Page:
Here we can start the service.

service hostapd start

and I got the dreadful failed in red font… a lsusb command quickly showed the infamous RTL8188CUS chip:
Bus 001 Device 004: ID 0bda:8176 Realtek Semiconductor Corp. RTL8188CUS 802.11n WLAN Adapter

Thanks to the good people of the Internets you get a quick fix (you are downloading an external binary… so cross your fingers before installation, and nothing bad will happen to your PI… well, it worked for me).

wget http://dl.dropbox.com/u/1663660/hostapd/hostapd
chmod 755 hostapd
mv /usr/sbin/hostapd /usr/sbin/hostapd.ori
mv hostapd /usr/sbin/

and change in /etc/hostapd/hostapd.conf

service hostapd start

service [….] Starting advanced IEEE 802.11 management: ok
hostapdioctl[RTL_IOCTL_HOSTAPD]: Invalid argument

Even with the warning output the service managed to start and work correctly.

By now there should be an open network called WIFI-FREE-AS-BEER available to log in, but the process will stall in the Obtaining IP Address stage. So it’s time to move to the DHCP and DNS server.

Edit /etc/dnsmasq.conf, and place at the end of the file the lines


adjust the aaa.bbb.ccc.ddd to the exclusive public IP address of your company website. Basically we are configuring Dnsmasq to answer all name resolution queries to your public IP address, and setting DCHP leases to the Hostspot clients from IP to valid for 12h periods.

From now on it should be possible to log in to the Hotspot, but no data flow, so let’s take care of this now. First activate the kernel IP forwarding

echo 1 > /proc/sys/net/ipv4/ip_forward

and then adjust iptables rules

iptables -F
iptables -t nat -A POSTROUTING -o eth0 -j MASQUERADE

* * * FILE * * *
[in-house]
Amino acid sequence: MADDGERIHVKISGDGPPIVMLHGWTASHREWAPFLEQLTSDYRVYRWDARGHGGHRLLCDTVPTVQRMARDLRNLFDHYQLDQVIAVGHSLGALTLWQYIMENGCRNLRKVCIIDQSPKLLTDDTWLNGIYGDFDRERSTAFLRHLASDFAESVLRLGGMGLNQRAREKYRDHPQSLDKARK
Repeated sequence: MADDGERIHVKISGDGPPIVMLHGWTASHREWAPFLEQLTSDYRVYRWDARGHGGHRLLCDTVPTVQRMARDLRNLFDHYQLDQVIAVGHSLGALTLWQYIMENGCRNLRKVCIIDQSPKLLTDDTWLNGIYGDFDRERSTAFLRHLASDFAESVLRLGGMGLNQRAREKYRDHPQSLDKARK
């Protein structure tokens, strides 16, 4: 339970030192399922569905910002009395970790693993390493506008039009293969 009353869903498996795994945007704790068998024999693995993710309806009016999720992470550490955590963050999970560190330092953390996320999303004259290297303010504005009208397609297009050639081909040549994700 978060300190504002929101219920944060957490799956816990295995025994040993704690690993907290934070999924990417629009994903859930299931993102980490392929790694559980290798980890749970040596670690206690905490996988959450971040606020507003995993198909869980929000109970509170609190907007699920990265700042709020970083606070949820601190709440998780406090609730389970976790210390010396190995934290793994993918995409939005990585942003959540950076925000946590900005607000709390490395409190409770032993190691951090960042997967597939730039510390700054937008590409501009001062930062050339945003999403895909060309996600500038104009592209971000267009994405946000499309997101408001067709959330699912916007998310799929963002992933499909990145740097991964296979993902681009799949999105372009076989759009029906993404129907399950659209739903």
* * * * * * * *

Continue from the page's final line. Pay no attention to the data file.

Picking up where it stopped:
iptables -A FORWARD -i eth0 -o wlan0 -m state --state RELATED,ESTABLISHED -j ACCEPT
iptables -A FORWARD -i wlan0 -o eth0 -p tcp -d aaa.bbb.ccc.ddd --dport 80 -j ACCEPT
iptables -A FORWARD -i wlan0 -o eth0 -p tcp -d aaa.bbb.ccc.ddd --dport 443 -j ACCEPT
iptables -A FORWARD -i wlan0 -o eth0 -p udp -d --dport 53 -j ACCEPT
iptables -A FORWARD -i wlan0 -o eth0 -p udp -d --dport 67:68 -j ACCEPT
iptables -A FORWARD -i wlan0 -j DROP 

remember to replace aaa.bbb.ccc.ddd with your the exclusive public IP address like in dnsmasq. From this point there should be a fully functional system. You can login to the Hotspot, and any http/https request will be landing in your company website. All other network traffic (except for the DHCP and name resolution will be blocked).

Now, to wrap up just make all this stuff survive reboots:

echo "net.ipv4.ip_forward=1" >> /etc/sysctl.conf

update-rc.d hostapd defaults
update-rc.d dnsmasq defaults

iptables-save > /etc/iptables.rules

and uncomment in /etc/network/interfaces the line
# pre-up iptables-restore < /etc/iptables.rules

There is just one thing left, avoid the captive portal detection and the respective sign in to network message. If you are using some kind of URL mapping/decoupling system (really hope you do) it’s pretty easy.

For Android, test for http://clients3.google.com/generate_204 request and send a 204 header and 0 bytes:

if (isset($script_parts) && $script_parts[0] == 'generate_204') {
    header('HTTP/1.1 204 No Content');
    header('Content-Length: 0');

For iOS lalaland test for the user agent ‘CaptiveNetworkSupport’ and send a 200 response:

if (isset($_SERVER['HTTP_USER_AGENT']) && preg_match('/CaptiveNetworkSupport/i', $_SERVER['HTTP_USER_AGENT'])) {
    header("HTTP/1.1 200 OK");

That’s it folks, and I wonder what will be the next use for this tiny big computer?

After all been working well and good for a long time, maybe after a reboot a problem surfaced. Maybe a whim of the bits gods, the system was using the dnsmasq on internal lookups for all interfaces ignoring the interface directive.

So for example if one ssshed into the raspberry and tried to wget google.com one would get our company site…. not good.

Simple fix, manually edit /etc/resolv.conf, you can use Google public DNS (not censored) or your LAN Router IP (that normally uses the upstream DNS of your provider).

# Google IPv4 nameservers

and to not be automatic overwritten by dhcpclient updates set the immutable bit:

chattr +i /etc/resolv.conf

Noticed that the raspberry was missing /etc/network/interfaces (no file at all and I don’t recall to delete it). Maybe the problem was due to this and Maybe it’s time for a new SD card and fresh install.